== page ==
In this Book

Working Women, Entrepreneurs, and the Mexican Revolution
summary

In the 1890s, Spanish entrepreneurs spearheaded the emergence of Córdoba, Veracruz, as Mexico’s largest commercial center for coffee preparation and export to the Atlantic community. Seasonal women workers quickly became the major part of the agroindustry’s labor force. As they grew in numbers and influence in the first half of the twentieth century, these women shaped the workplace culture and contested gender norms through labor union activism and strong leadership. Their fight for workers’ rights was supported by the revolutionary state and negotiated within its industrial-labor institutions until they were replaced by machines in the 1960s.

Heather Fowler-Salamini’s Working Women, Entrepreneurs, and the Mexican Revolution analyzes the interrelationships between the region’s immigrant entrepreneurs, workforce, labor movement, gender relations, and culture on the one hand, and social revolution, modernization and the Atlantic community on the other between the 1890s and the 1960s. Using extensive archival research and oral-history interviews, Fowler-Salamini illustrates the ways in which the immigrant and women’s work cultures transformed Córdoba’s regional coffee economy and in turn influenced the development of the nation’s coffee agro-export industry and its labor force. 

Table of Contents

  1. Cover
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  1. Title Page
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  1. Copyright Page
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  1. Contents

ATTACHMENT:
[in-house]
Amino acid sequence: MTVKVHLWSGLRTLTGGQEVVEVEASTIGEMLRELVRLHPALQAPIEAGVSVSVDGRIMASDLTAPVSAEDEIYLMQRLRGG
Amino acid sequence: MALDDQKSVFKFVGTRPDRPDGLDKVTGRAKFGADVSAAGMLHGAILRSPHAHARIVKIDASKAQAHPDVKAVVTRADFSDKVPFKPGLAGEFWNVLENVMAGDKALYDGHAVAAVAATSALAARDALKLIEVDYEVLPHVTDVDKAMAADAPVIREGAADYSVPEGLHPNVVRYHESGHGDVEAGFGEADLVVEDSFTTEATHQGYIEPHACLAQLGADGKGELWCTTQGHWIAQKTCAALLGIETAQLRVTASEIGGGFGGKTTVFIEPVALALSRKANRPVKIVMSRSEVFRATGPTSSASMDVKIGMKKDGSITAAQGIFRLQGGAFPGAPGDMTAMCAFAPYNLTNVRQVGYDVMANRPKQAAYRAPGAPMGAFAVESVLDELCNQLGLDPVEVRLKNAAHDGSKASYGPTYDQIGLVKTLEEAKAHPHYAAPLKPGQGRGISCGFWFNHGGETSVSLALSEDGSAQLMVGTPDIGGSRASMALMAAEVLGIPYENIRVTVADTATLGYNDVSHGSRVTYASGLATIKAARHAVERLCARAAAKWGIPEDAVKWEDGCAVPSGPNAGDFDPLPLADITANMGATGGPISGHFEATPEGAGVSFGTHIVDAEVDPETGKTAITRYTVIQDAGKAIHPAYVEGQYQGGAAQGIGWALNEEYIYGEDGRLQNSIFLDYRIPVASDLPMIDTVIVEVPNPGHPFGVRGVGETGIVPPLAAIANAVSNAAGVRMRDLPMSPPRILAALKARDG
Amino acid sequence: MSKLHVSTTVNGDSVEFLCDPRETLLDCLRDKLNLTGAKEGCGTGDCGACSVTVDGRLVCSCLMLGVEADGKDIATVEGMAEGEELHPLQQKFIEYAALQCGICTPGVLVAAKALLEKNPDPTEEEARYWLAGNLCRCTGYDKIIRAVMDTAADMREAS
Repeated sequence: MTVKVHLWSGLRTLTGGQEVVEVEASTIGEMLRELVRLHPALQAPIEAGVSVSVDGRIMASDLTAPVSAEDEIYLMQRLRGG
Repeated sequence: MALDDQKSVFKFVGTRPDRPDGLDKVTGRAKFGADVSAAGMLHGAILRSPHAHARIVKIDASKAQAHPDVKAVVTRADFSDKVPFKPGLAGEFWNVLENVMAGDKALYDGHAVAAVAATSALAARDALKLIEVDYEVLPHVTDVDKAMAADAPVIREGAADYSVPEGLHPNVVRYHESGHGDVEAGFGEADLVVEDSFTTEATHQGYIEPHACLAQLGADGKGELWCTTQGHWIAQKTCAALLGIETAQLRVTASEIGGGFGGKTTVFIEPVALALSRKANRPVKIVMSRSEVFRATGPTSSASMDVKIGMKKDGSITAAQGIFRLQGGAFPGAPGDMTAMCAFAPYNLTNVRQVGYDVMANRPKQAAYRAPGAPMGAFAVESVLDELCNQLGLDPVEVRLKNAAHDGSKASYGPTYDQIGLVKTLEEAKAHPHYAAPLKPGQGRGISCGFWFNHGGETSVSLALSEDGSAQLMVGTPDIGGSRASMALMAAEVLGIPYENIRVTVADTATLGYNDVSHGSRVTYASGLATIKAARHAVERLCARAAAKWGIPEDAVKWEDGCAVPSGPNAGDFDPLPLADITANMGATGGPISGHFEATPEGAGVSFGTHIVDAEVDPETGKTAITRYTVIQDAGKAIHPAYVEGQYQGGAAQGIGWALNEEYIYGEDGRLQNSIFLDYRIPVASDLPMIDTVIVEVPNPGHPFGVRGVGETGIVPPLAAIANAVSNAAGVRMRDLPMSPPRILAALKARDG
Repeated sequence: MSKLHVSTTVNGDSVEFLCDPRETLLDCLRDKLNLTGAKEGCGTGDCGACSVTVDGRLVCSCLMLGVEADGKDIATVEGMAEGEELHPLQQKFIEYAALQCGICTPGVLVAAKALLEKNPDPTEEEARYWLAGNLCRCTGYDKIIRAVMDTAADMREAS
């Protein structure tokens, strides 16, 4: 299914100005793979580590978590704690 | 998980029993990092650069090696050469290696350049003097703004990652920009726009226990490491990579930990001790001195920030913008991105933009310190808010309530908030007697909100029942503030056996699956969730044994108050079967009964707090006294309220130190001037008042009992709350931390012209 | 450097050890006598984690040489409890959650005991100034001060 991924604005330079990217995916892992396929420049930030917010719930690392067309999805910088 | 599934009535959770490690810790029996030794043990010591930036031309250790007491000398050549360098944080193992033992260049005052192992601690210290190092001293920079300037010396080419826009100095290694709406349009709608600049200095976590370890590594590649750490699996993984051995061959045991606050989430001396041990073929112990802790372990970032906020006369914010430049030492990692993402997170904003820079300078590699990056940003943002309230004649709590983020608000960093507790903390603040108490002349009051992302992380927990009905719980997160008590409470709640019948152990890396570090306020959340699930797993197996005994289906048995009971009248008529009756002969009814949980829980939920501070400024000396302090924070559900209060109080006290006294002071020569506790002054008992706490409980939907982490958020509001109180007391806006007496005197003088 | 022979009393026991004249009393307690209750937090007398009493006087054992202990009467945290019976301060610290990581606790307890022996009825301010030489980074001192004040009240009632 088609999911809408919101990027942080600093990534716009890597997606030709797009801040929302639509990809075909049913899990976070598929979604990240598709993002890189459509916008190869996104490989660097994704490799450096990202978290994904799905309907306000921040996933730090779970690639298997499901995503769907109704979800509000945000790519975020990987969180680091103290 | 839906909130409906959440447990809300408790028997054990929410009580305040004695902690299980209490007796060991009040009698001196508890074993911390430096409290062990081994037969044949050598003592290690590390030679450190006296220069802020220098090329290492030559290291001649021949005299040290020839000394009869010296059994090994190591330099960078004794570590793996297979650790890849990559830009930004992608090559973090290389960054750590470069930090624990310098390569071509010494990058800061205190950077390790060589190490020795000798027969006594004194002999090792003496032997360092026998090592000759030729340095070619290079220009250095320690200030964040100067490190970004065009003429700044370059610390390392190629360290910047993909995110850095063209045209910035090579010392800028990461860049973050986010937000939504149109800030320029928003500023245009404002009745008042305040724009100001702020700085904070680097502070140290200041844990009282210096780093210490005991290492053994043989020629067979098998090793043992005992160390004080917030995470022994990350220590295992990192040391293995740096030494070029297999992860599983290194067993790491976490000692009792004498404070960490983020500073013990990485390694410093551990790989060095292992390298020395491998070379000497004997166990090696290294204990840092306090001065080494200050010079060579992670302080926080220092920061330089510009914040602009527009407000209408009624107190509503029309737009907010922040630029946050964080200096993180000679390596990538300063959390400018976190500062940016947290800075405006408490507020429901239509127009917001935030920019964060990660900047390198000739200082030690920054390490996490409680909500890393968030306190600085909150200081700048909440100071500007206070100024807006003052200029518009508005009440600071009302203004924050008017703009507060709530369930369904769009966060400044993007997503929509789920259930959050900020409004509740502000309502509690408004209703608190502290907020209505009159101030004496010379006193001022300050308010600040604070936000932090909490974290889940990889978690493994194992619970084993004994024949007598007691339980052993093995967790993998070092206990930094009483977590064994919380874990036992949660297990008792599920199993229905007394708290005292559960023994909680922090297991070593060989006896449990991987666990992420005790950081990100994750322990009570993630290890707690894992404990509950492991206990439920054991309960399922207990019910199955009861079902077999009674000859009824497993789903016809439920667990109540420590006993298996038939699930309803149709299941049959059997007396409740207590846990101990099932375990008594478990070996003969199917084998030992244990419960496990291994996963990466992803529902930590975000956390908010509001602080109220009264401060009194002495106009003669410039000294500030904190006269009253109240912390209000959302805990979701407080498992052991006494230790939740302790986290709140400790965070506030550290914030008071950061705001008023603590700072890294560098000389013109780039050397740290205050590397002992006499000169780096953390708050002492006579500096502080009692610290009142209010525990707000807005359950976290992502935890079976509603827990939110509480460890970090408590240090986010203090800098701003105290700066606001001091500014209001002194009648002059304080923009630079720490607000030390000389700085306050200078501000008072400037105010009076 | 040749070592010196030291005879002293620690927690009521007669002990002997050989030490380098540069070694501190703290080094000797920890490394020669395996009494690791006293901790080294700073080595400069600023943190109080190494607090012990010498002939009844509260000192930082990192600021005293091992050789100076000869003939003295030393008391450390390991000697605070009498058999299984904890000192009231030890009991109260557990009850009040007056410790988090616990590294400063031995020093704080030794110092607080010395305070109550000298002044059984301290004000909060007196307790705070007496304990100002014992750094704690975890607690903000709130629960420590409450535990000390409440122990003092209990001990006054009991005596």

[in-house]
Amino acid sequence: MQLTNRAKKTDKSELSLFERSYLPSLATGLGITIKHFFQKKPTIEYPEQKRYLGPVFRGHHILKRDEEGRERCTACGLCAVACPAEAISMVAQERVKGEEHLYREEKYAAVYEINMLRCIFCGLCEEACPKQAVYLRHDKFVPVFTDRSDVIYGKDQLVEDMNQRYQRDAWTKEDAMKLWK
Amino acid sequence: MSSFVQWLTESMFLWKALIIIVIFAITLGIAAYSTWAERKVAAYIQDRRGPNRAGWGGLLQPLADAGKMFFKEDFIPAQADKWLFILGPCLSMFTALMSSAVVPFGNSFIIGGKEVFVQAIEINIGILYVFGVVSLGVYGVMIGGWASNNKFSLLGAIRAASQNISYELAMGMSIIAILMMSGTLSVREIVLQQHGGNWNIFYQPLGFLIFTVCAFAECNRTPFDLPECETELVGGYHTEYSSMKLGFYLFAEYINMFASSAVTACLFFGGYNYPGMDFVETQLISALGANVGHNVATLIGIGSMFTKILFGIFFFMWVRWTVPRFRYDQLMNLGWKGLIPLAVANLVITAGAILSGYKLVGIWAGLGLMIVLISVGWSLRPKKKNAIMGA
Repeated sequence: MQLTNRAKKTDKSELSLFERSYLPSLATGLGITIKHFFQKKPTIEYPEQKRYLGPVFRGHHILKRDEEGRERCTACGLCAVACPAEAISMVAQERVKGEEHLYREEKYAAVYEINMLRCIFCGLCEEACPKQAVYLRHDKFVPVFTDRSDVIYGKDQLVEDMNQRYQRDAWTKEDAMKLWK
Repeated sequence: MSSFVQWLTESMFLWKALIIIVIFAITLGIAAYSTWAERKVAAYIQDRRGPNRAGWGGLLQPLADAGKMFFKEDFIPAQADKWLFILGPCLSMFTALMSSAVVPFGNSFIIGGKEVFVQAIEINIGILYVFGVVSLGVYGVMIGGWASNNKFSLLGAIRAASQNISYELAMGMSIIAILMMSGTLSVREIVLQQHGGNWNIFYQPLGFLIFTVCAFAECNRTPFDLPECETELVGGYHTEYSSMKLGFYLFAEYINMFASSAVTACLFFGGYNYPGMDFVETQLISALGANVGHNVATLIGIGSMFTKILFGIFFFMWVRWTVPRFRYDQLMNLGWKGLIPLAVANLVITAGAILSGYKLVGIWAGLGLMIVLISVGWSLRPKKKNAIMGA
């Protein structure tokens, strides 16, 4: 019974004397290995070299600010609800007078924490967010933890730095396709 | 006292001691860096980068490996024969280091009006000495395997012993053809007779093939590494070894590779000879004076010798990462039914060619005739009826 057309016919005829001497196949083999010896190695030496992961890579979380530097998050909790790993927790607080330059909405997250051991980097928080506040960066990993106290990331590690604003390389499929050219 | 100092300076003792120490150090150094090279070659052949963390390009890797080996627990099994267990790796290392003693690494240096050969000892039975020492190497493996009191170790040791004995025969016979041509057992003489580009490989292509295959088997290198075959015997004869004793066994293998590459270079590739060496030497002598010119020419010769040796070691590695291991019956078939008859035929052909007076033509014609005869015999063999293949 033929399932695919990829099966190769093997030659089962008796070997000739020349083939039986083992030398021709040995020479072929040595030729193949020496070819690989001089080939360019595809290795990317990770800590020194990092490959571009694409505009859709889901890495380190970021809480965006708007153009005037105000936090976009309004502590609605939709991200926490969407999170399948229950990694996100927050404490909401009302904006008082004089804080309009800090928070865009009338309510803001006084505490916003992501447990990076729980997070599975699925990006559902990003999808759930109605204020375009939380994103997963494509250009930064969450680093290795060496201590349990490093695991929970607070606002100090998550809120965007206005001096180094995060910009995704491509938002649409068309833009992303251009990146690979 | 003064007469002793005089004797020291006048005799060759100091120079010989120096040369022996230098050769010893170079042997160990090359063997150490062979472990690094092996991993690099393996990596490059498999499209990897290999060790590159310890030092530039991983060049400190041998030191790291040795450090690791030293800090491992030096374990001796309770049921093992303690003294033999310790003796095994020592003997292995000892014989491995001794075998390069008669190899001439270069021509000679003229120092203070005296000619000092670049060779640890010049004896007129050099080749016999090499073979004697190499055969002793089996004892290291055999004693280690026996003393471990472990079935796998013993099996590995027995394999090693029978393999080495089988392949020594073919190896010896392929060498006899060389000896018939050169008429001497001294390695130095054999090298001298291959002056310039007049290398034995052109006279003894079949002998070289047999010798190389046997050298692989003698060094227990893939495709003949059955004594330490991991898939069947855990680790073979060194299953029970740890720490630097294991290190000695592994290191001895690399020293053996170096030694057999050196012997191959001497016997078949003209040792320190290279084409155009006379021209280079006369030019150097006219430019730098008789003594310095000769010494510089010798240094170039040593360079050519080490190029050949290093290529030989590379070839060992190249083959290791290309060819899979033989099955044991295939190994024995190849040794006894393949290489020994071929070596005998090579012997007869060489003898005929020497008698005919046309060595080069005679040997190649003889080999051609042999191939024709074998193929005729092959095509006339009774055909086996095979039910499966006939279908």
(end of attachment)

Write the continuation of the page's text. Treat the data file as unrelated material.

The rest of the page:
2. p. v
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  1. List of Illustrations.
  2. p. vi
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  1. List of Maps
  2. p. vi
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  1. List of Tables
  2. pp. vii-viii
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  1. Acknowledgments
  2. pp. ix-xii
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  1. Abbreviations
  2. pp. xiii-xvi
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  1. Introduction
  2. pp. 1-16
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  1. 1. Emergence of a Coffee Commercial Elite in Córdoba, Veracruz
  2. pp. 17-82
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  1. 2. Work, Gender, and Workshop Culture
  2. pp. 83-120
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  1. 3. Sorters’ Negotiations with Exporters and the State
  2. pp. 121-160
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  1. 4. Caciquismo, Organized Labor, and Gender
  2. pp. 161-198
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  1. 5. Everyday Experiences and Obrera Culture
  2. pp. 199-234
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  1. 6. Coffee Entrepreneurs, Workers, and the State Confront the Challenges of Modernization
  2. pp. 235-278
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  1. Conclusions
  2. pp. 279-288
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  1. Notes
  2. pp. 289-362
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  1. Glossary
  2. pp. 363-366
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  1. Bibliography
  2. pp. 367-402
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  1. Index
  2. pp. 403-418
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